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Japanese PM Yukio Hatoyama resigns

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Japan's prime minister steps down
STORY HIGHLIGHTS
  • NEW: Finance Minister says he will run for open seat
  • Hatoyama told Japan's parliament he would step down
  • Democratic Party expected to name a new leader on Friday to be Japan's new prime minister
  • Handling of U.S. Marine base in Okinawa rocked his administration

Tokyo, Japan (CNN) -- Japanese Prime Minister Yukio Hatoyama announced Wednesday he would resign after eight months in power.

"I'm going to step down," Hatoyama declared in a live broadcast on Japanese television NHK, while addressing party members of both the upper and lower houses of the Diet, Japan's parliament.

"I have had many shortcomings, I have been allowed to lead all of you for the past eight months to today. I am extremely grateful for having been given this opportunity," he said.

Japanese Finance Minister Naoto Kan said he would run for the party leader election.

With overwhelming majority at the lower house of the Diet, the ruling party's leader will certainly become the next prime minister.

Eight months ago, Hatoyama 's Democratic Party of Japan won a sweeping victory, an outcome hailed by many as a revolution in Japanese politics.

With promises of a cleaner government, Hatoyama worked to shift the political dynamics in Japan by taking away power from the bureaucrats and granting more power to politicians and local governments.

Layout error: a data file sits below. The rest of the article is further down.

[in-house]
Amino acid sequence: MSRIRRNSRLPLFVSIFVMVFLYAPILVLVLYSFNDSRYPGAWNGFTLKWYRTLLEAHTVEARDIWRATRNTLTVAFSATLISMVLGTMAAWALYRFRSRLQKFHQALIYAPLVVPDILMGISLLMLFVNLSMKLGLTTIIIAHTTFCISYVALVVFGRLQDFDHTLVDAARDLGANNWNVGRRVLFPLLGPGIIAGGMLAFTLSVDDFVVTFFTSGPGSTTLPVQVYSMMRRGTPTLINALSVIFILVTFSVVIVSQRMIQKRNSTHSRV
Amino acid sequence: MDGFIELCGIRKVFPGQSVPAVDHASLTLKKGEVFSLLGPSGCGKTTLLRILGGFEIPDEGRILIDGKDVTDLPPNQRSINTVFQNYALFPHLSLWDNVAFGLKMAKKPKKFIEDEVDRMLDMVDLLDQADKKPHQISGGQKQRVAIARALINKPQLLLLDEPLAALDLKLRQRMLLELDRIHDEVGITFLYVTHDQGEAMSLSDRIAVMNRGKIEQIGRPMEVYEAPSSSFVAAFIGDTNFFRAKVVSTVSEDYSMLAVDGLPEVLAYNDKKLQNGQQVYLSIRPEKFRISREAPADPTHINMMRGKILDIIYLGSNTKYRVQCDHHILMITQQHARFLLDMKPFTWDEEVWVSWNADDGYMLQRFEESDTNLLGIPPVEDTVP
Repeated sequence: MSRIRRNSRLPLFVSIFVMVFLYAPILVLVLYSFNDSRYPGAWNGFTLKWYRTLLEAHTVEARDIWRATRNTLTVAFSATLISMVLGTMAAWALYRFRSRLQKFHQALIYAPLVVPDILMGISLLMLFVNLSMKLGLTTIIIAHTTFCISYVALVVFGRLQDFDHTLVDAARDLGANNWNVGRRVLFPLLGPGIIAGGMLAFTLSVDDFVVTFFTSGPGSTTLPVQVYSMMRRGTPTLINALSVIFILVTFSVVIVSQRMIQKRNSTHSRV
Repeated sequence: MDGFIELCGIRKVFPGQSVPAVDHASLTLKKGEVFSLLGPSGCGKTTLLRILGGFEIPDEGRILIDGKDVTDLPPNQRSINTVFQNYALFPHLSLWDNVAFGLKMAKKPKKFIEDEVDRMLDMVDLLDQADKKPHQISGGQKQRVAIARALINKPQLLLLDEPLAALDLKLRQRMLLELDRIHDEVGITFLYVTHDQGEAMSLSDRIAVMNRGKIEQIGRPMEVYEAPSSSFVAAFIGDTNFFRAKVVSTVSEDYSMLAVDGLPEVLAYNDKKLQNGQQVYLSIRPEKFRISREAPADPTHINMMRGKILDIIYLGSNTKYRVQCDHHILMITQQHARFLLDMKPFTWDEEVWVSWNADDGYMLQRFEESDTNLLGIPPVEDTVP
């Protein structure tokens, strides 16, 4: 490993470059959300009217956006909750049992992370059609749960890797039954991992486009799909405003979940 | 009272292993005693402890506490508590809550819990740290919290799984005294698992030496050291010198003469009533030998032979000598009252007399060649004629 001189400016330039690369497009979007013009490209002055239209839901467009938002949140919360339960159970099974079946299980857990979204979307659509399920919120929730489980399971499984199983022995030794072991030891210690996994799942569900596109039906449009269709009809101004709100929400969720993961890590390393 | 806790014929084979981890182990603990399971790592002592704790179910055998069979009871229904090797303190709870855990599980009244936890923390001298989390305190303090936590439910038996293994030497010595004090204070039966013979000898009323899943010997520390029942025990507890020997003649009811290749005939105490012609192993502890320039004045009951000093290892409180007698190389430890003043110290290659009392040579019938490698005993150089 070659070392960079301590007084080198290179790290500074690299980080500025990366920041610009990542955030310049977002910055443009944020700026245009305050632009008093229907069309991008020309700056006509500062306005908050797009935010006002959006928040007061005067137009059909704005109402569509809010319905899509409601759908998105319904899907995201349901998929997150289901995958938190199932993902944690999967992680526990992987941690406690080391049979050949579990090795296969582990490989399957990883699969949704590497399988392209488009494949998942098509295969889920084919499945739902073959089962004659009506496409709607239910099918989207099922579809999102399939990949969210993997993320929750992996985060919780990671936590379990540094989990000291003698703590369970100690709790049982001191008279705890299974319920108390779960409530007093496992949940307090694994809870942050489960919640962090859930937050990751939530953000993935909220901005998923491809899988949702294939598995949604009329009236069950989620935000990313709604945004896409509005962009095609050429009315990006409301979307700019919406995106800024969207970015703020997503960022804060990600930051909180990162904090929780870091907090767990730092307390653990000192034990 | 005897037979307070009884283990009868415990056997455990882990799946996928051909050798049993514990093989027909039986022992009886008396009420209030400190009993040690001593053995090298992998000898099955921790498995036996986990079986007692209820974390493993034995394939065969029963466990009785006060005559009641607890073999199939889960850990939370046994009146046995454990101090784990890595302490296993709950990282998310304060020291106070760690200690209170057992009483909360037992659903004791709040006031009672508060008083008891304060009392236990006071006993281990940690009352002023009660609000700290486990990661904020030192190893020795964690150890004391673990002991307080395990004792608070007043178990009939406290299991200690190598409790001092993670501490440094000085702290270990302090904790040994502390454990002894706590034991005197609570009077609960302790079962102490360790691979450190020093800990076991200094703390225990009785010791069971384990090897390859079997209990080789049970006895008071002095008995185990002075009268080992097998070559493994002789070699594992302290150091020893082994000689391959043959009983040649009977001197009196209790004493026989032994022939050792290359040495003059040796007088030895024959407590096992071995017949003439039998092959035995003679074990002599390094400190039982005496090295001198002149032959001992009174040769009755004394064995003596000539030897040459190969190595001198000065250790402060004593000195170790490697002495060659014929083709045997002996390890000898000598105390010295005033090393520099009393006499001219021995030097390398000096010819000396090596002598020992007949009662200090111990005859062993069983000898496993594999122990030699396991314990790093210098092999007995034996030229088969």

In his first speech as Japan's 92nd prime minister, Hatoyama made promises that he would conduct a clean and transparent government, launching a task force to monitor government spending.

But soon afterwards, allegations of illegal campaign financing tarnished his administration's image. Some of his cabinet members were investigated for corruption.

His approval rating took further hits over his failed promise to move a major U.S. Marine base off Okinawa to ease the burden of the island, which hosts the majority of the United States military presence in Japan. Earlier this month, calling his decision "heartbreaking," he announced that the base would remain on Okinawa, although relocated to a different part of the island.

Hatoyama's critics claimed he gave in to U.S. pressure, and his government coalition broke up.

Hatoyama said that while he did lose public trust, he hopes future generations will remember his legacy.

"Ladies and gentlemen, I have often been dubbed as an alien and how I understand this is that I see not current Japan but always try to see future Japan," he said.

"Local government, local communities should be the main actors," said Hatoyama.

"In five or ten years people of Japan will understand what I am talking about."

Parliamentary elections are scheduled to take place in July.

The DPJ will now elect a new leader of the party -- most likely on Friday -- who will be in line to be the next prime minister of Japan.

Some time early next week, Hatoyama will dissolve his cabinet in the morning and the new party leader will stand for election as new prime minister by both upper and lower houses of parliament.

CNN's Yoko Wakatsuki and Kyung Lah contributed to this report.

 
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